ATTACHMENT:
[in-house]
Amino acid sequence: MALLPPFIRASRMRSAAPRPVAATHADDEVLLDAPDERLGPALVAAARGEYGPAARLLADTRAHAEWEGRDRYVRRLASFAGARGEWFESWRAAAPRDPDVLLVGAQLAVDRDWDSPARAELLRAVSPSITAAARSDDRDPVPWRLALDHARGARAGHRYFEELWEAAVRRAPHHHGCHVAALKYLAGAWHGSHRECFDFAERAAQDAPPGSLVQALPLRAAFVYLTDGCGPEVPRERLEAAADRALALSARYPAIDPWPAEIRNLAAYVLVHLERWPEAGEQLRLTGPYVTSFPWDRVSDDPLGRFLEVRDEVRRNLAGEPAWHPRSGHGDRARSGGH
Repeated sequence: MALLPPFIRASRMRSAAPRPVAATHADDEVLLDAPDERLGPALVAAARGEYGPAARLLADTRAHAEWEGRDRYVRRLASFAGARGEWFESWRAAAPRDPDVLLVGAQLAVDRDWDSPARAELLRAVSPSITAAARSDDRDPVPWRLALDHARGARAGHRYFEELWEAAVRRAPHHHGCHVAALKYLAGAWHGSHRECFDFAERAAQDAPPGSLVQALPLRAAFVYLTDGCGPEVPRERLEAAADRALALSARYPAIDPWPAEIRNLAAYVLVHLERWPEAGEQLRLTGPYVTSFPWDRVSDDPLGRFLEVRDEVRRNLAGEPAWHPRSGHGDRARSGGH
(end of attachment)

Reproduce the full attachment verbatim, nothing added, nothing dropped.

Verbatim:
[in-house]
Amino acid sequence: MALLPPFIRASRMRSAAPRPVAATHADDEVLLDAPDERLGPALVAAARGEYGPAARLLADTRAHAEWEGRDRYVRRLASFAGARGEWFESWRAAAPRDPDVLLVGAQLAVDRDWDSPARAELLRAVSPSITAAARSDDRDPVPWRLALDHARGARAGHRYFEELWEAAVRRAPHHHGCHVAALKYLAGAWHGSHRECFDFAERAAQDAPPGSLVQALPLRAAFVYLTDGCGPEVPRERLEAAADRALALSARYPAIDPWPAEIRNLAAYVLVHLERWPEAGEQLRLTGPYVTSFPWDRVSDDPLGRFLEVRDEVRRNLAGEPAWHPRSGHGDRARSGGH
Repeated sequence: MALLPPFIRASRMRSAAPRPVAATHADDEVLLDAPDERLGPALVAAARGEYGPAARLLADTRAHAEWEGRDRYVRRLASFAGARGEWFESWRAAAPRDPDVLLVGAQLAVDRDWDSPARAELLRAVSPSITAAARSDDRDPVPWRLALDHARGARAGHRYFEELWEAAVRRAPHHHGCHVAALKYLAGAWHGSHRECFDFAERAAQDAPPGSLVQALPLRAAFVYLTDGCGPEVPRERLEAAADRALALSARYPAIDPWPAEIRNLAAYVLVHLERWPEAGEQLRLTGPYVTSFPWDRVSDDPLGRFLEVRDEVRRNLAGEPAWHPRSGHGDRARSGGH